Artist Talk: Saturday, December 13 at 10am
Seating is limited and available on a first-come first-served basis.
In conjuction with the exhibition ALMA THOMAS: Thirteen Studies for Paintings, this talk will explore the significance and impact of Alma Thomas’ creative process. Panelists include contemporary artists, scholars, and museum professionals whose work has centered around or been influenced by Alma Thomas.
Endia Beal is a North Carolina based artist, educator and activist who is internationally known for her photographic narratives and video testimonies that examine the personal, yet contemporary stories of minority women working within the corporate space. Beal currently serves as the Interim Director of the Diggs Gallery and is a Visiting Assistant Professor of Art at Winston-Salem State University.
Steven Cushner is a painter who has lived and worked in Washington DC since 1978. His abstract forms and repetitive mark making evoke the tradition of patterned abstraction formed by Thomas’ work of the 1970s. Cushner is a graduate of the Rhode Island School of Design and received his Master of Fine Arts in painting from the University of Maryland in 1980. His work is included in numerous private and public collections, including the Hirshhorn Museum and Sculpture Garden, Washington DC, and the Yale University Art Gallery, New Haven, CT.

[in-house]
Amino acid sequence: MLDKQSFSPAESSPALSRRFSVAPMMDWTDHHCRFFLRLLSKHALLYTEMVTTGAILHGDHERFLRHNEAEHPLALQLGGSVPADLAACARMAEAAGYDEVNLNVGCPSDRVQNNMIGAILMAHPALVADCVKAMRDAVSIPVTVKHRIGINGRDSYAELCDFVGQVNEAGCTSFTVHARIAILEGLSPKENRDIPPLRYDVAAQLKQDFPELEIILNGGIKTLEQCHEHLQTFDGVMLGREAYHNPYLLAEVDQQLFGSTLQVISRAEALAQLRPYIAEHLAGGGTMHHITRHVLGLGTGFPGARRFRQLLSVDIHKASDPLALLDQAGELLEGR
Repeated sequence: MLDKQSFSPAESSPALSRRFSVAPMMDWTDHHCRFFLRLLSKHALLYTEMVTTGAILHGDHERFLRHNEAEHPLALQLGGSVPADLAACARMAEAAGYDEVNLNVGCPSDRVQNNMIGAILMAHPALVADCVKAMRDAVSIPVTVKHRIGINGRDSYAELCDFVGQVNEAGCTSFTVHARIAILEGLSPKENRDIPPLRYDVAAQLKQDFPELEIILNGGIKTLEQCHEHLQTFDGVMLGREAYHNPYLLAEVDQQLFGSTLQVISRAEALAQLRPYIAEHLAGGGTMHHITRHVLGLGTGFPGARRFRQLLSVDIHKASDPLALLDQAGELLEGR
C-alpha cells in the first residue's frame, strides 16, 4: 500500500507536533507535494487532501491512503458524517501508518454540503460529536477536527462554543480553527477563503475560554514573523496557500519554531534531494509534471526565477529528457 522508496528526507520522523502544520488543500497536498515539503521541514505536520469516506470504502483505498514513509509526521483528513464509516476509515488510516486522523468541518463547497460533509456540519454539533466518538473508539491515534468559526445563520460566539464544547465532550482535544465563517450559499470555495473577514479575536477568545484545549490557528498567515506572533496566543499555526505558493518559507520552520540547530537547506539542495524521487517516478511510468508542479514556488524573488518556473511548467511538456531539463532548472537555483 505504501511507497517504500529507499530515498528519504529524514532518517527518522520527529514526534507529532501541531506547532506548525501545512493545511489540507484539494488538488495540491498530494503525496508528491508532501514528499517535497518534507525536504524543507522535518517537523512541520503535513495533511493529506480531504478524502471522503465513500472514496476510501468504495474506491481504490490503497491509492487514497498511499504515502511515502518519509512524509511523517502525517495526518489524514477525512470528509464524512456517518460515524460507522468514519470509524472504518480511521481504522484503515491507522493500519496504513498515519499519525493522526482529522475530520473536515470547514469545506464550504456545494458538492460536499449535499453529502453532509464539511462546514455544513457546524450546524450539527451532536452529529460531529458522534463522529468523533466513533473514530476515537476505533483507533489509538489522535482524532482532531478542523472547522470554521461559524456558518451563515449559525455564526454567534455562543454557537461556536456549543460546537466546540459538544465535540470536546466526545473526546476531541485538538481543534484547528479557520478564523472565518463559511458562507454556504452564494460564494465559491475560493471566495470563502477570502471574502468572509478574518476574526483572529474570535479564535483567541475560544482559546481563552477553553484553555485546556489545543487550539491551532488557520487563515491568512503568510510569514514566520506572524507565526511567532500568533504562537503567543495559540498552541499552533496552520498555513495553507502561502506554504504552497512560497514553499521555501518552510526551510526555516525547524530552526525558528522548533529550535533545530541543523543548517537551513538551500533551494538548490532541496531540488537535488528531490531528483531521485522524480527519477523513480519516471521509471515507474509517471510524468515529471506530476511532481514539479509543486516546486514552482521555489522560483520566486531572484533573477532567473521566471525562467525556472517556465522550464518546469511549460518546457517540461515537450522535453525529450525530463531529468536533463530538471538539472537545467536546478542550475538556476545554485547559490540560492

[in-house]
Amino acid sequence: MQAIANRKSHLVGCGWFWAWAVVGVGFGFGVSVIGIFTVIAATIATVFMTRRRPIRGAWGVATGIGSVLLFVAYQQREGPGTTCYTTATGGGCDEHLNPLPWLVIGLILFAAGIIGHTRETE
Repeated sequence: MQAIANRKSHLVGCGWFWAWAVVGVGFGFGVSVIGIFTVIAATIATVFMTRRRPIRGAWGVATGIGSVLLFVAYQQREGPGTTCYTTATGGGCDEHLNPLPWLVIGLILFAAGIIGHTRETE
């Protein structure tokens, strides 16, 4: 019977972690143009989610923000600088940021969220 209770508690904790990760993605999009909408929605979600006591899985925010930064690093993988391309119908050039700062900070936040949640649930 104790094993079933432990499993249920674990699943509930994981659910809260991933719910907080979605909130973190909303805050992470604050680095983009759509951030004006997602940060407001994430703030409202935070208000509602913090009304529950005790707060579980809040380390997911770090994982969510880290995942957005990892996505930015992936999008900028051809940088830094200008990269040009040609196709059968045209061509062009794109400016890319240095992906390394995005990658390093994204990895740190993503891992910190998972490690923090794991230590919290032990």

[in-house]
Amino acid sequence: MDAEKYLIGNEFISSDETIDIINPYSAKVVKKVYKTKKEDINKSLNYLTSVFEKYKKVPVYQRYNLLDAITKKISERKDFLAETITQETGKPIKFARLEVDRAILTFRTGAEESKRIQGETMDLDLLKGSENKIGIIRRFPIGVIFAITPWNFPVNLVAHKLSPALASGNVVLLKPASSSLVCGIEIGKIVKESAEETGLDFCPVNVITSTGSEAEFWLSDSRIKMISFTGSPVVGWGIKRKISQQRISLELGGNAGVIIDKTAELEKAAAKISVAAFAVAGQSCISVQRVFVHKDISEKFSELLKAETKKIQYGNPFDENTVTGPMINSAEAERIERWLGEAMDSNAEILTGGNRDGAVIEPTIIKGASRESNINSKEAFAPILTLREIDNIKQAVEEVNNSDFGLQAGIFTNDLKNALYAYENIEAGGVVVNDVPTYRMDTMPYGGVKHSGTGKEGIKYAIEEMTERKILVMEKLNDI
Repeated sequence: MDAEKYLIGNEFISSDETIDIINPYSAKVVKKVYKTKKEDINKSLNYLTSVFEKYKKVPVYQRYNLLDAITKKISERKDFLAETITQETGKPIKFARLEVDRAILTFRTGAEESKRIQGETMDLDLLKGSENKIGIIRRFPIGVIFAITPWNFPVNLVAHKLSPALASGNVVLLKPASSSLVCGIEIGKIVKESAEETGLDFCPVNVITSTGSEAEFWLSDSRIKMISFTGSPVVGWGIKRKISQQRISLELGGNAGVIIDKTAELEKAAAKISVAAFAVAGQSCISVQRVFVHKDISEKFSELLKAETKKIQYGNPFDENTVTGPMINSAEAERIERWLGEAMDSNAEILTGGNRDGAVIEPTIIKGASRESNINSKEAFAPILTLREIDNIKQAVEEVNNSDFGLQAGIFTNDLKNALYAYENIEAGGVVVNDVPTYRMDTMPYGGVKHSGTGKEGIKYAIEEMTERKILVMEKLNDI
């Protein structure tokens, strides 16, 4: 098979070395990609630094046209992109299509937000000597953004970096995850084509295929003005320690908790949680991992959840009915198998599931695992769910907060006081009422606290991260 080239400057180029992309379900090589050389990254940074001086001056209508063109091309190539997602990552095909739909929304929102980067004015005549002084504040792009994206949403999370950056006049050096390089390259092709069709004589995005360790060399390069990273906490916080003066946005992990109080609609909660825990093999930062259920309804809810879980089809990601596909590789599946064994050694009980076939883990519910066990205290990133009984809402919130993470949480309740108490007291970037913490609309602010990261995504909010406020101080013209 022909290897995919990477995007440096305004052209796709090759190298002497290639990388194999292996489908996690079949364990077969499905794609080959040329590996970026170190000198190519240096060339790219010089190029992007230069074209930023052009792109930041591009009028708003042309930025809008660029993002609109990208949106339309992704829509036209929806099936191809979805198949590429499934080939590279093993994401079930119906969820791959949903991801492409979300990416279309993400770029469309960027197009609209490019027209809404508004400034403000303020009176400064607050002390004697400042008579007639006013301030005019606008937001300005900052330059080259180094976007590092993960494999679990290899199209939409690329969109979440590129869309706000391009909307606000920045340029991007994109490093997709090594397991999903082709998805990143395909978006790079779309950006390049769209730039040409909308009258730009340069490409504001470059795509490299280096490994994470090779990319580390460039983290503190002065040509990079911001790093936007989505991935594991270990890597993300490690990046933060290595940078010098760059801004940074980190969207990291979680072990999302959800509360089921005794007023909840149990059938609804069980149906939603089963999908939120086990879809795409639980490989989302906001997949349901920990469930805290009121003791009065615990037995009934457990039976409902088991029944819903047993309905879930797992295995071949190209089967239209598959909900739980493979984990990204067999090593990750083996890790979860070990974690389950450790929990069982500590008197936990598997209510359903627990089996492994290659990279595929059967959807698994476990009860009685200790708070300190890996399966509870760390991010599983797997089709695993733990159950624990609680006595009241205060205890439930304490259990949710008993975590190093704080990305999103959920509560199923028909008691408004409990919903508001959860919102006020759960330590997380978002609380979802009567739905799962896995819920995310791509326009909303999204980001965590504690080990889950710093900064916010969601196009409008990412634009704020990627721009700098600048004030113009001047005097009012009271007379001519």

David Hart is the author of articles in the Encyclopedia of Race and Racism (2013) and SAGE Encyclopedia of Identity (2010), and several essays in exhibition catalogues on African-American and contemporary Cuban art including Inside/Outside: Contemporary Cuban Art at Wake Forest University in Winston-Salem, NC (2003). He is currently conducting research on his uncle, Harold R. Hart, who was director of the Martha Jackson Gallery in New York and a close friend of Alma Thomas.
Kelly Quinn is the Terra Foundation Project Manager for Online Scholarly Education Initiatives at the Smithsonian American Art Museum. She has published essays on the lives of artists and architects and the meanings of public housing and memorials. She is currently writing a biography of Hilyard R. Robinson, an African American architect who lived and worked in Washington, D.C. Her primary research interests are in African American cultural history and the uses of storytelling in everyday life. Quinn holds a Ph.D. in American Studies from the University of Maryland.
This event is in conjunction with the exhibition, Alma Thomas: Thirteen Studies for Paintings, on view through December 20, 2014.
- Tuesday–Saturday, 10am–5pm
- and by appointment
HEMPHILL is located at 1515 14th Street NW. For more information visit www.hemphillfinearts.com.